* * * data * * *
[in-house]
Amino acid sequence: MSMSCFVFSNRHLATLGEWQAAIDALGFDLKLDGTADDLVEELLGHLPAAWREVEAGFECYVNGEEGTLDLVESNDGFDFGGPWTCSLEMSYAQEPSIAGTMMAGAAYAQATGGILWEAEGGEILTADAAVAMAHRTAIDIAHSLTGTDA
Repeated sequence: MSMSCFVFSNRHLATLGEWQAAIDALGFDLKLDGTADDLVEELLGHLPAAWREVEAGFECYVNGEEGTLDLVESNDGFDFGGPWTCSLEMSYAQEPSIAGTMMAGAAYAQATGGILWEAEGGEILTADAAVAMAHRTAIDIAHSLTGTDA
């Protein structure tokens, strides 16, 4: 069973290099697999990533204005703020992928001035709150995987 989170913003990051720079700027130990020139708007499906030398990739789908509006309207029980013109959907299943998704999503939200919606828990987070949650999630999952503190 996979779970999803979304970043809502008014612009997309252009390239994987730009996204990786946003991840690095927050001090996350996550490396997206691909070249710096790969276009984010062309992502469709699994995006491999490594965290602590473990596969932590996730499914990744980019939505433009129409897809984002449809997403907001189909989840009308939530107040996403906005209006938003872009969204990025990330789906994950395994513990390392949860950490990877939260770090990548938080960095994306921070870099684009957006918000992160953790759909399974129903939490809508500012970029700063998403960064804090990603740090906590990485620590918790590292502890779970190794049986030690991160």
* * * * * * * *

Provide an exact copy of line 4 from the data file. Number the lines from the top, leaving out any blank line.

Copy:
């Protein structure tokens, strides 16, 4: 069973290099697999990533204005703020992928001035709150995987 989170913003990051720079700027130990020139708007499906030398990739789908509006309207029980013109959907299943998704999503939200919606828990987070949650999630999952503190 996979779970999803979304970043809502008014612009997309252009390239994987730009996204990786946003991840690095927050001090996350996550490396997206691909070249710096790969276009984010062309992502469709699994995006491999490594965290602590473990596969932590996730499914990744980019939505433009129409897809984002449809997403907001189909989840009308939530107040996403906005209006938003872009969204990025990330789906994950395994513990390392949860950490990877939260770090990548938080960095994306921070870099684009957006918000992160953790759909399974129903939490809508500012970029700063998403960064804090990603740090906590990485620590918790590292502890779970190794049986030690991160």